It’s not every day that this humble editor has lunch prepared and served to him by a corporate executive chef.
Most days it’s Brown Bag Bernie pouring over the sports page of the Chicago Sun-Times (I get the Chicago Tribune at home). Yesterday was different, however. Yours truly and Associate Editor Alyse Thompson zipped over to our close neighbor, Bell Flavors & Fragrances, to visit their new culinary center as well as have lunch.
I mean, what better way to experience the benefits of a culinary center than by tasting and savoring the flavors? At least, that’s the way I positioned it with Kelli Heinz, Bell’s director of marketing and industry affairs. Of course, Heinz, who’s known me for a few years, did a virtual wink and agreed. After all, aren’t all journalists always seeking a free meal? Must be the pay.
The five-minute drive from our Deerfield, Ill. offices to Bell’s culinary center in Northbrook proved easy and short enough. But it had been awhile since I had visited the company’s headquarters and things have and are changing.
In addition to the culinary center, there have been several additions and expansions over the years. It’s beginning to “look like a compound,” Heinz remarked. Indeed. Given our nose for news (and food), it wasn’t hard to find the “kitchen,” otherwise known as the Culinary Center, in the compound.
The 3,300-sq.-ft. area contains a reception area, conference room, a “working” kitchen, a demonstration kitchen and a crew of seven. The demonstration kitchen features equipment that can mimic many commercial manufacturing processes to better simulate customer products. Headed by Christopher Warsow, a Detroit native, the chef and food scientist integrates both skills wonderfully.
As he pointed out, there was a time when chefs and food scientists didn’t always get along. Today, it’s different. For example, Warsow has three chefs and three food scientists working with him to meet the demands from customers, which range from ingredient companies to Quick Service Restaurant (QSR) corporate chefs. There’s also a flavorist that’s just dedicated to the Culinary Center.
“Chef-driven innovation is crucial to many of our customers’ innovation pipelines,” he explains. “The Culinary Center was built to provide a forum for collaboration between the chefs and food scientists of Bell and the customer. It is also a space to drive innovation and partnership in a comfortable and meaningful manner.
“We try to recreate experiences found in restaurants here in the Culinary Center using commercial ingredients,” Warsow adds. “It’s all about coming as close as you can to the ‘gold standard’, which is the way your grandmother would prepare food in her kitchen.”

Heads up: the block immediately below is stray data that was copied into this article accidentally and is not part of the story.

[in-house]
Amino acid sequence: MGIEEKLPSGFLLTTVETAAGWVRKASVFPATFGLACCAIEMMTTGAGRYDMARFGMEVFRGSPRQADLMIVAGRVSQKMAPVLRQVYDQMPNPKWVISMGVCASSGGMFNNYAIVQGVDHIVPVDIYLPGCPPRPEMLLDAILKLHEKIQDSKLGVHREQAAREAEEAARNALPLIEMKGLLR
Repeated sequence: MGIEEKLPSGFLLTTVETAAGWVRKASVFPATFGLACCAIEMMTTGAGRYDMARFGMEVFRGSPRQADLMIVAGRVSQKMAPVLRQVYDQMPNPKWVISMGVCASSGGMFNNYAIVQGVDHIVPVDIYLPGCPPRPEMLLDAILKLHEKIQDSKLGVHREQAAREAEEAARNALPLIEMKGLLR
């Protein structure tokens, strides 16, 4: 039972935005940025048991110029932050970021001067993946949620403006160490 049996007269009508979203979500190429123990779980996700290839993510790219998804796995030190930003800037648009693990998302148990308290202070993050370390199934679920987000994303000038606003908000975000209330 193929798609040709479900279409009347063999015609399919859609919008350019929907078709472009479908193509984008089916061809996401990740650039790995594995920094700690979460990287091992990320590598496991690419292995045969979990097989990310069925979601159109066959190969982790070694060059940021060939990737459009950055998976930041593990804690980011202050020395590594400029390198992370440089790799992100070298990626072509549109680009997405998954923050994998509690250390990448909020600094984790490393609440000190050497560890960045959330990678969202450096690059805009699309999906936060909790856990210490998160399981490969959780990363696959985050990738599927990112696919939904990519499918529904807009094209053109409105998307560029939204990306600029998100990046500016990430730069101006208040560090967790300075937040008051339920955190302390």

One of the experiences Warsow shared with me and Alyse involved developing some new flavors for an ice cream manufacturer. So he and several chefs “went out into Chicago” to taste a broad range of dishes. Tough work if you can get it, right?
Well, the tough part comes afterwards. As Warsow explains, whenever his crew begins a project, it’s typically a two-day event. The first day is devoted to “ideation and a plan of attack,” ingredient shopping and prep work; the second day involves cooking and recording.
And what about that ice cream manufacturer project? Although Warsow couldn’t reveal all the details regarding new product concepts, he did mention that panna cotta ice cream and several dipping sauces were worked on in the kitchen.
That discussion led me to probe Warsow and Heinz about culinary trends in general and their application to confections. Sweet heat, a trend that surfaced at Sweets & Snacks Expo, continues to gather strength, the two say.
As Heinz explains, the trend first surfaced in beverage, than into chocolate and now into sugar confections. Ever heard of Aleppo chili caramel? The spice, which is common in Middle East and Mediterranean cuisines, delivers a tangy flavor and moderate heat. Or add a little heat with a mango-pineapple combination to a gummy worm, and you have the perfect bait for adults.
Asian cuisine also continues to provide taste and textural diversification. How about miso caramel?
“We make a great miso and caramel milkshake,” says Warsow. “The crossover of flavors remains ongoing.”
It’s through the use of floral, pungent and concentrated flavors, however, that Warsow and his team address a new challenge: sugar and salt reduction.
“It’s tough to reduce sugar and salt and still maintain a gold standard,” he says. “But you can enhance sweetness through flavors.” Keep that in mind, confectioners.
Oh yes, I nearly forgot to tell you about lunch. We started off with a chicken tinga empanada sitting on jicama slaw topped with an avocado sauce. That was followed with a beef birria, Mexican rice and sliced avocados. Yum.
I quickly penciled us in for another visit. Bon appetite, everyone!